There was a pause before he spoke again. “Where are you?”

    She looked around her quarters: the room felt more sparse since she'd been here last, especially with all of her instruments and spare clothing aboard the Wayfarer, which had served as her home the last several months. Everything looked very...beige. Muted. “At the Temple.” She took a breath. “Good luck out there. Say hello to Anakin and Ahsoka for me....and stay safe.”

    Tell that to the droids,” he replied in a dry tone. “But you as well, Kali. And give my regards to your squad.”

    After they signed off, she stood at the center of the living area for a few minutes before she began her search. First she went to the drawers of her desk, moving stacks of old datapads and worn flimsinovels to the side; following that she checked the dresser, then the stand by the bed; still finding nothing she knitted her brows in frustration before moving to the kitchen and peering in each drawer and cupboard, though that turned out to be futile as well.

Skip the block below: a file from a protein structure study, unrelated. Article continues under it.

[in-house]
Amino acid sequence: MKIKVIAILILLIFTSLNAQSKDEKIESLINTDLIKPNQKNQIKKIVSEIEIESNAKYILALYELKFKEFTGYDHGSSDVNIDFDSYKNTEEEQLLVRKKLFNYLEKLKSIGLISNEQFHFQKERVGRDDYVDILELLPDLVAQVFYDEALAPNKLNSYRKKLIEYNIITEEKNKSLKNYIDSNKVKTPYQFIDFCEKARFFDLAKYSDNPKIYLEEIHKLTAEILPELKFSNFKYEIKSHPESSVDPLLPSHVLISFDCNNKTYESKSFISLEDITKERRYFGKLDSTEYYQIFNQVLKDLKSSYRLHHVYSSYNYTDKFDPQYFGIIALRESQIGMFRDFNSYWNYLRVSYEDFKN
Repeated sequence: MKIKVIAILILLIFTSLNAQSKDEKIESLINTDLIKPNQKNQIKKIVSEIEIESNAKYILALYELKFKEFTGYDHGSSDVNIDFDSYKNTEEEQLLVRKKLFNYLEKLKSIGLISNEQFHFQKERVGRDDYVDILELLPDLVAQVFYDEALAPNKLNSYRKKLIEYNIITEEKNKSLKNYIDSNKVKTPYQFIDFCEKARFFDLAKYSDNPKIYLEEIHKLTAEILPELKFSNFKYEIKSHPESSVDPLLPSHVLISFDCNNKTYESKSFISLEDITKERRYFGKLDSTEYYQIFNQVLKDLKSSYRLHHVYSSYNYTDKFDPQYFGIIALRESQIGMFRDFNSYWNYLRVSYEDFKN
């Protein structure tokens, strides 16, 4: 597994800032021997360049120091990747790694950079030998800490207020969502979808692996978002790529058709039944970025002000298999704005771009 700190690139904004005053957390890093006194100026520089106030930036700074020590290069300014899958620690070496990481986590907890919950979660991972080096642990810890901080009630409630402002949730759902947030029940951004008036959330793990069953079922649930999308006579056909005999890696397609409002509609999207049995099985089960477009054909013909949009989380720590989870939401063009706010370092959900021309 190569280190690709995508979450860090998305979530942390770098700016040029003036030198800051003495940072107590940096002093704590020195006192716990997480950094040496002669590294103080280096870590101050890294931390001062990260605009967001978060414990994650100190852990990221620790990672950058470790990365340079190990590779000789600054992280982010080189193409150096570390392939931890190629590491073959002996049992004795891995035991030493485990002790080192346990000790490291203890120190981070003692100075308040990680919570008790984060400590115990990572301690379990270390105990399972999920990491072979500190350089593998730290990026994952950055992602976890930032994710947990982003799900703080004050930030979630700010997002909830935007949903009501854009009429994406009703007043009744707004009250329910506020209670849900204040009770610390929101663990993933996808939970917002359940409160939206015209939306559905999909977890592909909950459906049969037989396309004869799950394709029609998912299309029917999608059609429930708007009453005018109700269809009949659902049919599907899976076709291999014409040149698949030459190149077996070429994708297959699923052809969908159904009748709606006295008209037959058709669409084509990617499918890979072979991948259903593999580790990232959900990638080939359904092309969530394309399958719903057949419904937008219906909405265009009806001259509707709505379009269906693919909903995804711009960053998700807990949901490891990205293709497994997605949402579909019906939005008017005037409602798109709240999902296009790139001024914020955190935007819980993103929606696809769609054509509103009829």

Finally she stood in the center of the room again, studying the area and trying to think what she might have done with the blasted thing. Her eyes scanned every piece of furniture, every section of floor before falling onto her bed, partially visible through the door that lead to the living area. A few quick steps lead her to the mattress, which she lifted and smiled at the sight that met her eyes.

    The lightsaber she'd built when she was a Padawan was just as she remembered and she called it to her hand, flicking her thumb to ignite the glowing blue blade with a hiss. For a moment she watched the pulsing beam of energy, giving the hilt a few swings just to ensure that it was still balanced properly. Satisfied, she deactivated the blade and clipped the saber to her belt, beside her usual one. She moved to the door of her quarters and stood for a few more seconds, surveying the room where she'd spent most of her adult life.

    Kalinda rested her hand on the sabers at her belt before taking a deep breath and activating the door. The moment she stepped over the threshold, she didn't look back.

    To be continued...
    A/N: Look for Part II of the Eye Of the Storm trilogy, Bastion, soon! Thanks for reading!:)